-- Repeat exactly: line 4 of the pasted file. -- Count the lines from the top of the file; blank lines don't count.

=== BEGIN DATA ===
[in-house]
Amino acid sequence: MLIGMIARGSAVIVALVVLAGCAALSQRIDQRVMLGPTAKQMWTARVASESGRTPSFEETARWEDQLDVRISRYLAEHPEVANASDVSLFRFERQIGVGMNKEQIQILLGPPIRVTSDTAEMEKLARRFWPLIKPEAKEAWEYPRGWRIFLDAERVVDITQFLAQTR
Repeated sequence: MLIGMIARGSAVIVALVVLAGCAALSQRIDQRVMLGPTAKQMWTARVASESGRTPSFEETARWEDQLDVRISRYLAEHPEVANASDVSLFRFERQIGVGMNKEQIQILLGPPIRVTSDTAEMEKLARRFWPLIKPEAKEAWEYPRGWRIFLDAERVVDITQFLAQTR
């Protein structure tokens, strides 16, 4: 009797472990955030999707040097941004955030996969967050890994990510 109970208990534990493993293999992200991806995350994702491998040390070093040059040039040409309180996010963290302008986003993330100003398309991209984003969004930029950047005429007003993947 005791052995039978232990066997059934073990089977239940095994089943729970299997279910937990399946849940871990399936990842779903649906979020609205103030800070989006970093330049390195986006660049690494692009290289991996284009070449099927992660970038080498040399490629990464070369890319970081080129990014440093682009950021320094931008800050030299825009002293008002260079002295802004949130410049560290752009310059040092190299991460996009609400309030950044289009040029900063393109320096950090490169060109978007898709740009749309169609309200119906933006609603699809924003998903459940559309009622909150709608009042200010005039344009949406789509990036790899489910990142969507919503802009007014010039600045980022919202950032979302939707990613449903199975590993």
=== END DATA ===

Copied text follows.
């Protein structure tokens, strides 16, 4: 009797472990955030999707040097941004955030996969967050890994990510 109970208990534990493993293999992200991806995350994702491998040390070093040059040039040409309180996010963290302008986003993330100003398309991209984003969004930029950047005429007003993947 005791052995039978232990066997059934073990089977239940095994089943729970299997279910937990399946849940871990399936990842779903649906979020609205103030800070989006970093330049390195986006660049690494692009290289991996284009070449099927992660970038080498040399490629990464070369890319970081080129990014440093682009950021320094931008800050030299825009002293008002260079002295802004949130410049560290752009310059040092190299991460996009609400309030950044289009040029900063393109320096950090490169060109978007898709740009749309169609309200119906933006609603699809924003998903459940559309009622909150709608009042200010005039344009949406789509990036790899489910990142969507919503802009007014010039600045980022919202950032979302939707990613449903199975590993």